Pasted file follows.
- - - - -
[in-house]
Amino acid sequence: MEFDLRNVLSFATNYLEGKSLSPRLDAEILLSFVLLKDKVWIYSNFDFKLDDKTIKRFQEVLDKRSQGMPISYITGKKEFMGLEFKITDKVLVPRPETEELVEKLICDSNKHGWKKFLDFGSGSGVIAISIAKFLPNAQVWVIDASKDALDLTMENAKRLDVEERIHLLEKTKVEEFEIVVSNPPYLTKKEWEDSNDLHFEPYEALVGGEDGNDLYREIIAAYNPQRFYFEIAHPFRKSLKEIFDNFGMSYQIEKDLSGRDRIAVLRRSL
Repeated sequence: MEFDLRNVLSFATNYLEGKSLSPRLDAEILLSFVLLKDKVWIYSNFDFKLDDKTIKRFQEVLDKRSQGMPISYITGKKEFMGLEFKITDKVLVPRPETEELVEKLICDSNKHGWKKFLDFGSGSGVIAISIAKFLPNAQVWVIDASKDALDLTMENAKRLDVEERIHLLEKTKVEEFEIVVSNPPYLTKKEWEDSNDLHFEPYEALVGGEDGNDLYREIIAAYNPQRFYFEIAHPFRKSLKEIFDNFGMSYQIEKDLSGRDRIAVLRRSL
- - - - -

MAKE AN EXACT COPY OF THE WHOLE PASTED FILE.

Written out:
[in-house]
Amino acid sequence: MEFDLRNVLSFATNYLEGKSLSPRLDAEILLSFVLLKDKVWIYSNFDFKLDDKTIKRFQEVLDKRSQGMPISYITGKKEFMGLEFKITDKVLVPRPETEELVEKLICDSNKHGWKKFLDFGSGSGVIAISIAKFLPNAQVWVIDASKDALDLTMENAKRLDVEERIHLLEKTKVEEFEIVVSNPPYLTKKEWEDSNDLHFEPYEALVGGEDGNDLYREIIAAYNPQRFYFEIAHPFRKSLKEIFDNFGMSYQIEKDLSGRDRIAVLRRSL
Repeated sequence: MEFDLRNVLSFATNYLEGKSLSPRLDAEILLSFVLLKDKVWIYSNFDFKLDDKTIKRFQEVLDKRSQGMPISYITGKKEFMGLEFKITDKVLVPRPETEELVEKLICDSNKHGWKKFLDFGSGSGVIAISIAKFLPNAQVWVIDASKDALDLTMENAKRLDVEERIHLLEKTKVEEFEIVVSNPPYLTKKEWEDSNDLHFEPYEALVGGEDGNDLYREIIAAYNPQRFYFEIAHPFRKSLKEIFDNFGMSYQIEKDLSGRDRIAVLRRSL